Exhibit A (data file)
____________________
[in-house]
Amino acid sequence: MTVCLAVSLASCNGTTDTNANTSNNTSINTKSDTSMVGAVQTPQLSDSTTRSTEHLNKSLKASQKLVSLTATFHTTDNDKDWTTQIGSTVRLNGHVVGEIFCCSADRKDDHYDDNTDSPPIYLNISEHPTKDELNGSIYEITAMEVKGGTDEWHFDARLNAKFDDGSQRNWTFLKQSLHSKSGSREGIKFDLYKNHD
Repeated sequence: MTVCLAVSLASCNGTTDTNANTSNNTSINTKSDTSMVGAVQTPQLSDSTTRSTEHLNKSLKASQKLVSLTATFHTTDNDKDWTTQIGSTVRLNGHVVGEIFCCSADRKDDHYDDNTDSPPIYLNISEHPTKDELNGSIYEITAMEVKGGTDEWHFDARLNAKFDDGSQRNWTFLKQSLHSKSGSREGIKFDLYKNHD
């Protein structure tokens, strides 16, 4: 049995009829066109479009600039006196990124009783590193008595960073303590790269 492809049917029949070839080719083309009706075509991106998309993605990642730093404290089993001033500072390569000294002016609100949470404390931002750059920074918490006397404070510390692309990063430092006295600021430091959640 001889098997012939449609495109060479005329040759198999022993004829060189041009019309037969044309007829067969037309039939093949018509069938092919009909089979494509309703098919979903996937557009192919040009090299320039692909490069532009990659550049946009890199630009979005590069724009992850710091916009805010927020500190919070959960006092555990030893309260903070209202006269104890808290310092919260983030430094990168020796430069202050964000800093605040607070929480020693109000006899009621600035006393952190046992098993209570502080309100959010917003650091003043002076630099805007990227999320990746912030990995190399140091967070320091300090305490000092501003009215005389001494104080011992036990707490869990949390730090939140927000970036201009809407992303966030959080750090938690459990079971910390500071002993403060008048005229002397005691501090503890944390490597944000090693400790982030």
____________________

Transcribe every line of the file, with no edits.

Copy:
[in-house]
Amino acid sequence: MTVCLAVSLASCNGTTDTNANTSNNTSINTKSDTSMVGAVQTPQLSDSTTRSTEHLNKSLKASQKLVSLTATFHTTDNDKDWTTQIGSTVRLNGHVVGEIFCCSADRKDDHYDDNTDSPPIYLNISEHPTKDELNGSIYEITAMEVKGGTDEWHFDARLNAKFDDGSQRNWTFLKQSLHSKSGSREGIKFDLYKNHD
Repeated sequence: MTVCLAVSLASCNGTTDTNANTSNNTSINTKSDTSMVGAVQTPQLSDSTTRSTEHLNKSLKASQKLVSLTATFHTTDNDKDWTTQIGSTVRLNGHVVGEIFCCSADRKDDHYDDNTDSPPIYLNISEHPTKDELNGSIYEITAMEVKGGTDEWHFDARLNAKFDDGSQRNWTFLKQSLHSKSGSREGIKFDLYKNHD
């Protein structure tokens, strides 16, 4: 049995009829066109479009600039006196990124009783590193008595960073303590790269 492809049917029949070839080719083309009706075509991106998309993605990642730093404290089993001033500072390569000294002016609100949470404390931002750059920074918490006397404070510390692309990063430092006295600021430091959640 001889098997012939449609495109060479005329040759198999022993004829060189041009019309037969044309007829067969037309039939093949018509069938092919009909089979494509309703098919979903996937557009192919040009090299320039692909490069532009990659550049946009890199630009979005590069724009992850710091916009805010927020500190919070959960006092555990030893309260903070209202006269104890808290310092919260983030430094990168020796430069202050964000800093605040607070929480020693109000006899009621600035006393952190046992098993209570502080309100959010917003650091003043002076630099805007990227999320990746912030990995190399140091967070320091300090305490000092501003009215005389001494104080011992036990707490869990949390730090939140927000970036201009809407992303966030959080750090938690459990079971910390500071002993403060008048005229002397005691501090503890944390490597944000090693400790982030």